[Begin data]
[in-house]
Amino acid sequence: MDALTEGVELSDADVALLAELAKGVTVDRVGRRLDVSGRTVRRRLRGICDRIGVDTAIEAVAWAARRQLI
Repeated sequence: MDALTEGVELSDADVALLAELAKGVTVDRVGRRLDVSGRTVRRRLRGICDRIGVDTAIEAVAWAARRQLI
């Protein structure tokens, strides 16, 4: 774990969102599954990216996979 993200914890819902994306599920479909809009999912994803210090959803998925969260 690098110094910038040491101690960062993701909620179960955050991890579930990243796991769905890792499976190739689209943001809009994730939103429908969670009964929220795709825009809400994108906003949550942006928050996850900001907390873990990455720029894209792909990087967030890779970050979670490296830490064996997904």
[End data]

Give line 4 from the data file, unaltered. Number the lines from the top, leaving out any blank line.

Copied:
């Protein structure tokens, strides 16, 4: 774990969102599954990216996979 993200914890819902994306599920479909809009999912994803210090959803998925969260 690098110094910038040491101690960062993701909620179960955050991890579930990243796991769905890792499976190739689209943001809009994730939103429908969670009964929220795709825009809400994108906003949550942006928050996850900001907390873990990455720029894209792909990087967030890779970050979670490296830490064996997904």